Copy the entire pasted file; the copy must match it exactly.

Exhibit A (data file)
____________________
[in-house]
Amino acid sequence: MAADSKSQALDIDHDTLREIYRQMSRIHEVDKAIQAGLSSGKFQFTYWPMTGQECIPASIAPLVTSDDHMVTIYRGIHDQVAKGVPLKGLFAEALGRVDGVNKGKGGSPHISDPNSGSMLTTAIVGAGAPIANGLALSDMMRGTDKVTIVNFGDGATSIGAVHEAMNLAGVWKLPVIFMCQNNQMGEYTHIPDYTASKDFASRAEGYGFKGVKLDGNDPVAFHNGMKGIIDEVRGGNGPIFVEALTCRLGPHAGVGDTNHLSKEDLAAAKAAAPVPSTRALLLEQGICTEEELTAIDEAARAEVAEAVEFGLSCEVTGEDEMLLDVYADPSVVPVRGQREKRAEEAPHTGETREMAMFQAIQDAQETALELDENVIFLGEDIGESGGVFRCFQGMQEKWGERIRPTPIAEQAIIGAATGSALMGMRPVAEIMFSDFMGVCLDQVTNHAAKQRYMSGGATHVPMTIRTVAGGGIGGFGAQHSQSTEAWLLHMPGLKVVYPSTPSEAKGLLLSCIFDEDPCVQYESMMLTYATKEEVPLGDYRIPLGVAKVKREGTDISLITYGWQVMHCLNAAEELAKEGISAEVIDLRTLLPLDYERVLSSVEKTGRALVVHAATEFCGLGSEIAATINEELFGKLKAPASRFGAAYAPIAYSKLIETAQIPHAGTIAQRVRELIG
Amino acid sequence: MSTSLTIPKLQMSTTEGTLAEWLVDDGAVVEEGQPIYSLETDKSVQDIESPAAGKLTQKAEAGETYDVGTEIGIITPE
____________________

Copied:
[in-house]
Amino acid sequence: MAADSKSQALDIDHDTLREIYRQMSRIHEVDKAIQAGLSSGKFQFTYWPMTGQECIPASIAPLVTSDDHMVTIYRGIHDQVAKGVPLKGLFAEALGRVDGVNKGKGGSPHISDPNSGSMLTTAIVGAGAPIANGLALSDMMRGTDKVTIVNFGDGATSIGAVHEAMNLAGVWKLPVIFMCQNNQMGEYTHIPDYTASKDFASRAEGYGFKGVKLDGNDPVAFHNGMKGIIDEVRGGNGPIFVEALTCRLGPHAGVGDTNHLSKEDLAAAKAAAPVPSTRALLLEQGICTEEELTAIDEAARAEVAEAVEFGLSCEVTGEDEMLLDVYADPSVVPVRGQREKRAEEAPHTGETREMAMFQAIQDAQETALELDENVIFLGEDIGESGGVFRCFQGMQEKWGERIRPTPIAEQAIIGAATGSALMGMRPVAEIMFSDFMGVCLDQVTNHAAKQRYMSGGATHVPMTIRTVAGGGIGGFGAQHSQSTEAWLLHMPGLKVVYPSTPSEAKGLLLSCIFDEDPCVQYESMMLTYATKEEVPLGDYRIPLGVAKVKREGTDISLITYGWQVMHCLNAAEELAKEGISAEVIDLRTLLPLDYERVLSSVEKTGRALVVHAATEFCGLGSEIAATINEELFGKLKAPASRFGAAYAPIAYSKLIETAQIPHAGTIAQRVRELIG
Amino acid sequence: MSTSLTIPKLQMSTTEGTLAEWLVDDGAVVEEGQPIYSLETDKSVQDIESPAAGKLTQKAEAGETYDVGTEIGIITPE